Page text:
APPEAL from the Circuit Court of Cook County; the Hon. PHILIP
ROMITI, Judge, presiding.
MR. PRESIDING JUSTICE DEMPSEY DELIVERED THE OPINION OF THE COURT:
Anthony McClain appeals from an order dismissing his petition for post-conviction relief. The underlying factual situation in the appeal pertains to two indictments for two separate acts of deviate sexual assault conducted by inmates of the County Jail of Cook County in September 1968. The assaults occurred five to seven hours apart and involved the same victim. McClain, Robert Johnson and two more inmates were indicted for the first assault; Johnson and two other inmates were indicted for the second offense. The two indictments were consolidated for trial and the defendants were represented by the same assistant public defender. All of the defendants were found guilty by a jury. McClain was sentenced to the penitentiary for a term of six to ten years. His conviction was appealed and affirmed. People v. McClaine (1971), 132 Ill. App.2d 669, 270 N.E.2d 176.
McClain thereafter filed a pro se petition under the Post-Conviction Hearing Act (Ill. Rev. Stat. 1971, ch. 38, par. 122-1 et seq.) and requested counsel other than the public defender. Private counsel was appointed for him and an amended petition was filed.
The petition questioned two aspects of his trial: the adequacy of his representation and the violation of his constitutional right to counsel and due process. He contended that his representation by the assistant public defender was grossly inadequate in the following respects: (a) he asked his counsel for a psychiatric examination and the request was rebuked as unnecessary despite his history of mental illness; (b) his counsel agreed to a consolidation of the two indictments despite his request for a severance; (c) his counsel failed to move for the appointment of separate counsel for the two groups of defendants despite the inherent conflict of interest between them, and (d) his counsel conducted an insufficient pre-trial investigation. An affidavit by a former chief psychologist of the Children's Memorial Hospital was attached to the petition. The affiant stated that he had examined and treated McClain on a regular basis, including approximately 42 visits, from December 1960 to June 1963. He concluded that McClain "was suffering from severe emotional and psychological problems and that he was in a position of trying abnormally to obtain evidence that people care and respect him."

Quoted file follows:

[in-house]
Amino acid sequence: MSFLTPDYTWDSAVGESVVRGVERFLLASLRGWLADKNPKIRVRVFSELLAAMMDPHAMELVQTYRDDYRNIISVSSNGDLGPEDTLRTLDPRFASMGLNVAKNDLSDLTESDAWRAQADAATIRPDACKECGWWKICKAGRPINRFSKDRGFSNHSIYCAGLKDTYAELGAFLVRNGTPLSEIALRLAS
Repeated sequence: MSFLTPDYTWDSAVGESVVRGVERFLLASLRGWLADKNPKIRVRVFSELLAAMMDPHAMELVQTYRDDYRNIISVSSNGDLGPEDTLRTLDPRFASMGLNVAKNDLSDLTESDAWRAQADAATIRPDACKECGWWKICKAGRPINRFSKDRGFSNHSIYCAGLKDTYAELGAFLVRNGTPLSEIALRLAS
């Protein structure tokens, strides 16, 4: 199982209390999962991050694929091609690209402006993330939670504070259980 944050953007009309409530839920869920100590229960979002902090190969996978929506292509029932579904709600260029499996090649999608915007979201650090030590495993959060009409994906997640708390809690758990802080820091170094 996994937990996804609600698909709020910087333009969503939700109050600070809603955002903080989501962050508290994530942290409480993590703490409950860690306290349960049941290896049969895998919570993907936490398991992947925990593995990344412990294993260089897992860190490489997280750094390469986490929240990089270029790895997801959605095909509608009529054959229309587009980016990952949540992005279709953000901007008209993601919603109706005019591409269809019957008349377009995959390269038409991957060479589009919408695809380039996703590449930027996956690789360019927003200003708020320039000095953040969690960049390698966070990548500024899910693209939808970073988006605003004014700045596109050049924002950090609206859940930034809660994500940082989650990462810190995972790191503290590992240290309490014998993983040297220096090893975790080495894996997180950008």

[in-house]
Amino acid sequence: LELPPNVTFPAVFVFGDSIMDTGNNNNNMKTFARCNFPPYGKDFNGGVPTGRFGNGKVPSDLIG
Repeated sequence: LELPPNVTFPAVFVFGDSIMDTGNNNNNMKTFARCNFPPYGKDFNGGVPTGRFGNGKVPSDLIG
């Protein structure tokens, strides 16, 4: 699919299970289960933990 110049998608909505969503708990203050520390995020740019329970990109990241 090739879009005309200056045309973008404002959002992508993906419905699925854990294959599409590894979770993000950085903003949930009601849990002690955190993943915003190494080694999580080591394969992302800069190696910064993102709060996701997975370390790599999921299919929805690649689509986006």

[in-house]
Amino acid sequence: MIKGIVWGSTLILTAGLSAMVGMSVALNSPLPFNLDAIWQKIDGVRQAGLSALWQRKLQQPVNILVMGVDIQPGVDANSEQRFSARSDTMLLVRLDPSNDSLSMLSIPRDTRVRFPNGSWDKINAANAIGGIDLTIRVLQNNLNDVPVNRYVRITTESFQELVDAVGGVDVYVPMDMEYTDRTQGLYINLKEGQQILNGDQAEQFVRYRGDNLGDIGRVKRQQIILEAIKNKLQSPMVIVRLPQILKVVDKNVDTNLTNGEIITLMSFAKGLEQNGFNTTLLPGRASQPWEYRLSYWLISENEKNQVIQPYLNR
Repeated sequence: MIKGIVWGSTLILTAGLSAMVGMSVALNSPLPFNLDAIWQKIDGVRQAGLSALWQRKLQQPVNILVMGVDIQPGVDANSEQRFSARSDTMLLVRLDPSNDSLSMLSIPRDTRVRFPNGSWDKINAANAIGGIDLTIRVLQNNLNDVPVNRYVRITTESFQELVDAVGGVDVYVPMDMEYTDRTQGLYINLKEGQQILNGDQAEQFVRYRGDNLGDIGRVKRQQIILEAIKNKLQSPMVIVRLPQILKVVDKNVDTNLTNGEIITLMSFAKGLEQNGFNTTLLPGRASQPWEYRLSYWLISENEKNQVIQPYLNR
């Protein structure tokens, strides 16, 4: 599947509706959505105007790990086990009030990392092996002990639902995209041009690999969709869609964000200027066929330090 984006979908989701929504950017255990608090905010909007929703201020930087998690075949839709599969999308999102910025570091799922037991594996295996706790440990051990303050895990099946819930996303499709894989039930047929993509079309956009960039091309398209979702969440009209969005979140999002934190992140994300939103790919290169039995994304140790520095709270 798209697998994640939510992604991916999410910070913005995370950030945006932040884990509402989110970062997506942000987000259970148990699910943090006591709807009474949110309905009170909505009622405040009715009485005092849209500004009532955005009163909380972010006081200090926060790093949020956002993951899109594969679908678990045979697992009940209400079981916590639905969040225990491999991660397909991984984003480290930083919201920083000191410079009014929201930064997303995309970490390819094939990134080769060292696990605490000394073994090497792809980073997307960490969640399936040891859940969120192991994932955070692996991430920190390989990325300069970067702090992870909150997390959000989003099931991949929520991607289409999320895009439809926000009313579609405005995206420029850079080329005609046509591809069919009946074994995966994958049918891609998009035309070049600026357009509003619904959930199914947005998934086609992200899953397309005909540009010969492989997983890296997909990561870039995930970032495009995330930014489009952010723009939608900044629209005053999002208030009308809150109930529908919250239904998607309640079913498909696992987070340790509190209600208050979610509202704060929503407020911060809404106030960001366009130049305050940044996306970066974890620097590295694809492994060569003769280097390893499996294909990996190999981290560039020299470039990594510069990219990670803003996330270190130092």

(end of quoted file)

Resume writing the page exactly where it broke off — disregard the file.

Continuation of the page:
The State moved to dismiss. In its motion the State claimed that the petition failed to raise a cognizable constitutional claim and that it was barred by res judicata. A hearing was held on the motion. After reviewing the exhibits and considering the arguments of counsel, the trial court ruled that the petition did not set forth sufficient grounds for relief and denied it without an evidentiary hearing.
McClain advances two contentions in this appeal: the facts in the petition showed a denial of the right to adequate representation, and his direct appeal did not bar him from raising in his post-conviction petition the inadequacy of his trial representation.